President Goodluck Jonathan on Sunday said that terrorism and kidnapping were still major national challenges because Nigerians had not united against them as they did against the Ebola Virus Disease (EVD).
Jonathan made the statement at an inter-denominational church service at the National Ecumenical Centre, Abuja, to mark the country’s 54th Independence Anniversary coming up on Wednesday.
He said the country was able to fight and defeat the deadly Ebola disease because Nigerians united against the virus irrespective of political persuasion, religion or ethnic origin.
The president appealed for unity among Nigerians, noting that there was no problem or challenge that could withstand the force of a united Nigeria.
“Take the case of Ebola for example; this is a good example all Nigerians must learn from.
“When Patrick Sawyer brought Ebola to Nigeria, it was in Lagos that this incidence happened and in terms of politics, Lagos is an opposition party state but the central government is the ruling party.
“From Lagos Ebola moved to Rivers State, also opposition party state.
“But because all Nigerians fought Ebola irrespective of political persuasion, irrespective of religion, irrespective of ethnicity, as individuals we defeated the disease,’’ he said.
Jonathan commended the military and other security services for the successes they had recorded in the counter-insurgency operations despite internal sabotage.
He noted that what the security agencies needed was the support and encouragement of all Nigerians to rid the country of terrorists and other enemies of the Nigerian state.
The president frowned at inflammatory statements and utterances of some politicians and called for restraint in the interest the country.
“We will not require people to come from heaven or other countries to solve our problems. What we require from our brothers and sisters is to encourage our military because it is not easy.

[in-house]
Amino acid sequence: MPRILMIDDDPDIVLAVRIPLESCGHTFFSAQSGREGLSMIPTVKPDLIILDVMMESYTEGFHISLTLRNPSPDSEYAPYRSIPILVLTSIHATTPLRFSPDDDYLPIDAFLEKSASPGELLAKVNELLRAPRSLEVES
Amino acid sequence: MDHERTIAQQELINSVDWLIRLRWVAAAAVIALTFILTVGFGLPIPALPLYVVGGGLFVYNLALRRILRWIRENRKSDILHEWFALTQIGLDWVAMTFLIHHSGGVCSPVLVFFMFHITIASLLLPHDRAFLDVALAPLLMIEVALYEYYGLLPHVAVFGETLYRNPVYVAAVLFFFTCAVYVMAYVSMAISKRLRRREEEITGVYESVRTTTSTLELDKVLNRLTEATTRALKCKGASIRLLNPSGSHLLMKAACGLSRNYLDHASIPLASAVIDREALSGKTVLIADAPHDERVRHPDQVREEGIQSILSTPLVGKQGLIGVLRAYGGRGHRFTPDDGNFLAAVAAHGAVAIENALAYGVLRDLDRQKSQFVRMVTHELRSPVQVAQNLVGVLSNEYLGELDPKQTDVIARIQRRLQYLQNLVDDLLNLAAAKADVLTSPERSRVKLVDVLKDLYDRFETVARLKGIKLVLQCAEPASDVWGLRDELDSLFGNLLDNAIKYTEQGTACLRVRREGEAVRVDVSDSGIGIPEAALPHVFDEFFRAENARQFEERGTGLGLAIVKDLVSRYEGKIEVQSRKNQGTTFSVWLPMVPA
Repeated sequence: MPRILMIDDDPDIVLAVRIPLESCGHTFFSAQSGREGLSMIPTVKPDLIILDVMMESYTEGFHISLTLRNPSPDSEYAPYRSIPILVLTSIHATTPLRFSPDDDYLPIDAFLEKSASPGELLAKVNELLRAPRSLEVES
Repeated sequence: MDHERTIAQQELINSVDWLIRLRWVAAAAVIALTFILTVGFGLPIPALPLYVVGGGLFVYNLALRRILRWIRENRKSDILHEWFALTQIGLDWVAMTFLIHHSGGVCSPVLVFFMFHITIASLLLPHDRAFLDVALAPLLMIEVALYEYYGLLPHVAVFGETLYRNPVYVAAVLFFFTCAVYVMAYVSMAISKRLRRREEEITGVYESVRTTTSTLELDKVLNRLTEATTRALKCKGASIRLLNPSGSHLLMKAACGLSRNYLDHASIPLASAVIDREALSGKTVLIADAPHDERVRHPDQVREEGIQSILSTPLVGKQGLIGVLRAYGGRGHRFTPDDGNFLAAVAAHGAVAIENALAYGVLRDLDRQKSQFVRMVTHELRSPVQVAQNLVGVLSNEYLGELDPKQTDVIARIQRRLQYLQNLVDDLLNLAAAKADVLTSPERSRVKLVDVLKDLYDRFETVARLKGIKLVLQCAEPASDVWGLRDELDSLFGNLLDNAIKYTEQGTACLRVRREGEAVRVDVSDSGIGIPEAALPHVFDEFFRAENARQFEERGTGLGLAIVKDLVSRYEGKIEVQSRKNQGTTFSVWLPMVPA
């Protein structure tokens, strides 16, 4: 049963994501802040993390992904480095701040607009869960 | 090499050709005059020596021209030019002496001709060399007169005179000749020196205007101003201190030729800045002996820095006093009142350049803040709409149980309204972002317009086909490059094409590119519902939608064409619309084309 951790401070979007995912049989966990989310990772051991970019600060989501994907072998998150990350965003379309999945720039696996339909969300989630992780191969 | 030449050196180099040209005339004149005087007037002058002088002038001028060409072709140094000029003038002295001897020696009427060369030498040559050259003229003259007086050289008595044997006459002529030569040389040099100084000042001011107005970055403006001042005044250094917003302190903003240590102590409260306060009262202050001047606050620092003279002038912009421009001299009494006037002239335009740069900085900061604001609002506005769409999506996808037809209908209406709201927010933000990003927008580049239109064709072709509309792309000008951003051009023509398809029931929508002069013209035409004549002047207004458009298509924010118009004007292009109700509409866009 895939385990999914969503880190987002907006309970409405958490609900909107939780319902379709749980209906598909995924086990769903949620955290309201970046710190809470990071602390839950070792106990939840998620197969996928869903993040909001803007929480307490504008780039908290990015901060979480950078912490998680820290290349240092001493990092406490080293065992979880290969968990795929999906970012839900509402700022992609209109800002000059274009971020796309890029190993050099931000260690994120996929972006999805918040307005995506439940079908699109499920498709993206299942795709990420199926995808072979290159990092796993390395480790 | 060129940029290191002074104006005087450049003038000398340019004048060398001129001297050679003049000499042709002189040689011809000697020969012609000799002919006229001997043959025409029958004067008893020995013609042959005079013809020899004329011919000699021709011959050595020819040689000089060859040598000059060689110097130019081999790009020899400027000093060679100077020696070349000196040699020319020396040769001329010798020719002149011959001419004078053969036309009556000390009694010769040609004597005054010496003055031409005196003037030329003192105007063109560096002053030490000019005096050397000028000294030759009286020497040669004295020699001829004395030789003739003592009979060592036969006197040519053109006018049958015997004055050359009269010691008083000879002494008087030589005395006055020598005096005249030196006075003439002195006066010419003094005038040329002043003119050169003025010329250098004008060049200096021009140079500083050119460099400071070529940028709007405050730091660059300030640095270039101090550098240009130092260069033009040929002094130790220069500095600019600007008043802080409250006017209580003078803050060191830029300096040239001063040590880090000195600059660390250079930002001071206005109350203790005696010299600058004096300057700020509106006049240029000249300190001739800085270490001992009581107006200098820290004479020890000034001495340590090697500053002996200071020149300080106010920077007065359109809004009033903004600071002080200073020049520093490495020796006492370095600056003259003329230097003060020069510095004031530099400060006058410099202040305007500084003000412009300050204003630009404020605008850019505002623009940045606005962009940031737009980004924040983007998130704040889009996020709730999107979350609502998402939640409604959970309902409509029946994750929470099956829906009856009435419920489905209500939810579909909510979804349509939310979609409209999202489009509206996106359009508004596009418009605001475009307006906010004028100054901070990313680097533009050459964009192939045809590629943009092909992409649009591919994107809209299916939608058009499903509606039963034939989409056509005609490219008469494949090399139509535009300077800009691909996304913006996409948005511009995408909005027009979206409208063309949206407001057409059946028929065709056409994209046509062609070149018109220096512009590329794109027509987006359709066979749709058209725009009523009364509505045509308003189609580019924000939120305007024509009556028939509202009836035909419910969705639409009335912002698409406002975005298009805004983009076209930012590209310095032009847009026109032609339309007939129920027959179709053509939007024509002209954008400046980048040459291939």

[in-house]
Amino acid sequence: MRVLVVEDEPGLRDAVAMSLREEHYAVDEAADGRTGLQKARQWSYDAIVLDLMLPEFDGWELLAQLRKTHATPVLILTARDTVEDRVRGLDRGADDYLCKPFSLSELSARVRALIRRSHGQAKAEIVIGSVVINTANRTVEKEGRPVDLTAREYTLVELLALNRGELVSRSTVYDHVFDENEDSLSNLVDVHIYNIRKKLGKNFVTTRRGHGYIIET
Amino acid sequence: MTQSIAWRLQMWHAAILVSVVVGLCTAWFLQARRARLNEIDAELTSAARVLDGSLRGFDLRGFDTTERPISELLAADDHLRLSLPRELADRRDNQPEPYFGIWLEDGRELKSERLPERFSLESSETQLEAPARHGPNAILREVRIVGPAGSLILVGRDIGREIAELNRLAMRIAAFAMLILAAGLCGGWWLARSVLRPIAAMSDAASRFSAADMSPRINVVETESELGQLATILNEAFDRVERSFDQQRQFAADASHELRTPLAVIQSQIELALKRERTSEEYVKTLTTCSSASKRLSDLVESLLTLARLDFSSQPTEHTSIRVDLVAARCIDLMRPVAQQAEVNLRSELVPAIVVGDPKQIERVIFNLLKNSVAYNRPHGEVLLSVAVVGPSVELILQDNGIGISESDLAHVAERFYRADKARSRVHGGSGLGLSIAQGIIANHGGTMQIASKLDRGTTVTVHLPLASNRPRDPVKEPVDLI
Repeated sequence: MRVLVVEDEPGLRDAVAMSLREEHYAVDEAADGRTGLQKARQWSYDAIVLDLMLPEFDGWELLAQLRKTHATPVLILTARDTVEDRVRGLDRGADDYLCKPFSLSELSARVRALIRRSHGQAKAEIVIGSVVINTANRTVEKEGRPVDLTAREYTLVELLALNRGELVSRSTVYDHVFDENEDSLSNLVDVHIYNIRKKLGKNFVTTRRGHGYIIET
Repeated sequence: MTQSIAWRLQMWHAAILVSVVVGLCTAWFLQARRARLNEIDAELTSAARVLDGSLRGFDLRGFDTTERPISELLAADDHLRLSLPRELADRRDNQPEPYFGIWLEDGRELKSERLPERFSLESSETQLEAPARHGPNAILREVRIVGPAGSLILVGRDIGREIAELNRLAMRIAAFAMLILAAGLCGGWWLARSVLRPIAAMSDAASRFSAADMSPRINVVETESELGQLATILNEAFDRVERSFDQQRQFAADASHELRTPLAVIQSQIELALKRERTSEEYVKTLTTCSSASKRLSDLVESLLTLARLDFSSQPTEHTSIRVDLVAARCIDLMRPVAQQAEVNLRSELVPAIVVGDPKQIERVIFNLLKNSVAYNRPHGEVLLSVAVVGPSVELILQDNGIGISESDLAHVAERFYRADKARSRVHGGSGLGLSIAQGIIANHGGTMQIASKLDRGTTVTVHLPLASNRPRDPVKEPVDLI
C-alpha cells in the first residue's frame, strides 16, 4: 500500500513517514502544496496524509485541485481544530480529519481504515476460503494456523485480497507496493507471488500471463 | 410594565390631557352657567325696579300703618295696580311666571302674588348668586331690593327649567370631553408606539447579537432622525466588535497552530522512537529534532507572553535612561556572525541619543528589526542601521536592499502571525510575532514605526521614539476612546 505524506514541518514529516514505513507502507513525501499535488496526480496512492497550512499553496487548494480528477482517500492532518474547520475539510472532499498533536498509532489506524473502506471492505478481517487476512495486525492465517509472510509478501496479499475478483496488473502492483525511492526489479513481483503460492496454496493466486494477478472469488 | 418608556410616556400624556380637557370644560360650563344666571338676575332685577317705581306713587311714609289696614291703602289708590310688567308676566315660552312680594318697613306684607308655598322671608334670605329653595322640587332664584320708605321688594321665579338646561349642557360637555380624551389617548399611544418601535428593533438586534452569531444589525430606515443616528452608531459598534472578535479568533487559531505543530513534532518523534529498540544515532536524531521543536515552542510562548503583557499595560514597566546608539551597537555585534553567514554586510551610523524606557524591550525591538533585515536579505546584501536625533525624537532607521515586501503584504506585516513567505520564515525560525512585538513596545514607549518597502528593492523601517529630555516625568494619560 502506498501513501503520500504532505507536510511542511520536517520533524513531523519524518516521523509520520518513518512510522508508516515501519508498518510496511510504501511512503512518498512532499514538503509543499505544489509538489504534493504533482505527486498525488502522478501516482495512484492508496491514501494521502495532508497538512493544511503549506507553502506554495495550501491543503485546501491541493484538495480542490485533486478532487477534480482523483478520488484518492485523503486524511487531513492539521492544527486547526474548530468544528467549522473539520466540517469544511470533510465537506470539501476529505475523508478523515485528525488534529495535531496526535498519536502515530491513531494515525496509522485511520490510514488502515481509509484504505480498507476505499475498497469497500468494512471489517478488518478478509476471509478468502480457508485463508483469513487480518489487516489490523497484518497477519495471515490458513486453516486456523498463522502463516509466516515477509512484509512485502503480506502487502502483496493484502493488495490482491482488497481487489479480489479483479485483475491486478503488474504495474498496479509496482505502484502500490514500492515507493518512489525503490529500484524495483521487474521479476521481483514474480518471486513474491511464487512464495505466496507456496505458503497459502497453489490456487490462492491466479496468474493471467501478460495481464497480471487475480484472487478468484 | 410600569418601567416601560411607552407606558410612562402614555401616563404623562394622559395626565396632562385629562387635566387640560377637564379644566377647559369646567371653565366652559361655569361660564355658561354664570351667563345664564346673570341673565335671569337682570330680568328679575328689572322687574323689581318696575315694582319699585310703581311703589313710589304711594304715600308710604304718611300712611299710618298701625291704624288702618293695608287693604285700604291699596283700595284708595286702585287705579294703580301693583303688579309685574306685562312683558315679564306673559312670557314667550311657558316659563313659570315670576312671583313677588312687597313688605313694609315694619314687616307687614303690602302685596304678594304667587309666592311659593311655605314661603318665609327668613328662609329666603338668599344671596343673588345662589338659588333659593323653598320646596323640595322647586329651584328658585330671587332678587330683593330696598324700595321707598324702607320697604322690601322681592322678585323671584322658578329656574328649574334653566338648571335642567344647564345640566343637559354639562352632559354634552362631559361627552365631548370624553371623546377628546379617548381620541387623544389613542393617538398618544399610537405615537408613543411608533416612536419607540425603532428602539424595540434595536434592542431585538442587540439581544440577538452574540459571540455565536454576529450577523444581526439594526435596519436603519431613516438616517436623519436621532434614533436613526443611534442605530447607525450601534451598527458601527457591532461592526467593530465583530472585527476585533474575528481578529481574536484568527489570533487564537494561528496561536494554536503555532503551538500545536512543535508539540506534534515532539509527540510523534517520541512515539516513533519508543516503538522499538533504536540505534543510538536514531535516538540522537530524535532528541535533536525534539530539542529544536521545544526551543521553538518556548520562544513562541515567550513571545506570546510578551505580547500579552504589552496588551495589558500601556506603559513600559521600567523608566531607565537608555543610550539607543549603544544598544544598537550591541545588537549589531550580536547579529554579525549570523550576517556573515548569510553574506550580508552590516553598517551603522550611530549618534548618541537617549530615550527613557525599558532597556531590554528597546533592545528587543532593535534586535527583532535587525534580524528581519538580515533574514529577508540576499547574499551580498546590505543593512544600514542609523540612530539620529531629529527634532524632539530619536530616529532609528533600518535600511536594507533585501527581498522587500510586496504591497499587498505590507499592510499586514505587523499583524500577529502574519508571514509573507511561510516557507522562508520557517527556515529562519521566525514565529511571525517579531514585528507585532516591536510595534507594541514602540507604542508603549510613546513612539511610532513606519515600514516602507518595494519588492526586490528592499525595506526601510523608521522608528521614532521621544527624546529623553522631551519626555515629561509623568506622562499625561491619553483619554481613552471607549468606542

“When people are sleeping in their houses at night, they are busy fighting. Bullets are not badminton rackets or something.
“When I listen to some statements made by some people who call themselves leaders, I feel sad for the country.
“We must believe that we do not have any other country outside of Nigeria,’’ he said.
In his sermon, the President, Christian Association of Nigeria (CAN), Pastor Ayo Oristejafor, said that most of the challenges confronting the country were self-inflicted.
He noted that corruption and terrorism, which he described as `the greatest’ problems facing the country were created by greedy politicians and extreme religious ideologists.
According to him, corruption is fed by greed, which in turn is rooted in poverty mentality.
He defined poverty mentality as the thinking that what one had was not enough.
Oristejafor differed with the school of thought that terrorism was caused by poverty.
According to him, terrorism is caused by extreme religious ideology.
The CAN president, who based his message on Mark 4:35 to 41, said that Nigeria was a boat built by God that could never sink.
He said that as Jesus calmed the storm that threatened the boat conveying Him and His disciples across Lake Galilee, God would take the country through its current challenges and restore peace to the land.
Oristejafor warned trouble-makers to either repent and retrace their steps or be ready to face God’s judgment.
Hon. Justice Walter Onoghen, took the First Reading drawn from 1 Samuel 30:1-19.
The Second Reading, taken from Mark 4:34-41, was taken by the President of the Senate, David Mark.
Other dignitaries who attended the service included the First Lady Patience Jonathan; the president’s mother, Mrs Eunice Jonathan and former military Head of State, Gen. Yakubu Gowon (rtd).
Chief Ernest Shonekan, Head of the Interim National Government; top federal government functionaries, Service Chiefs, state governors, members of the clergy, among others, also attended the service. (NAN)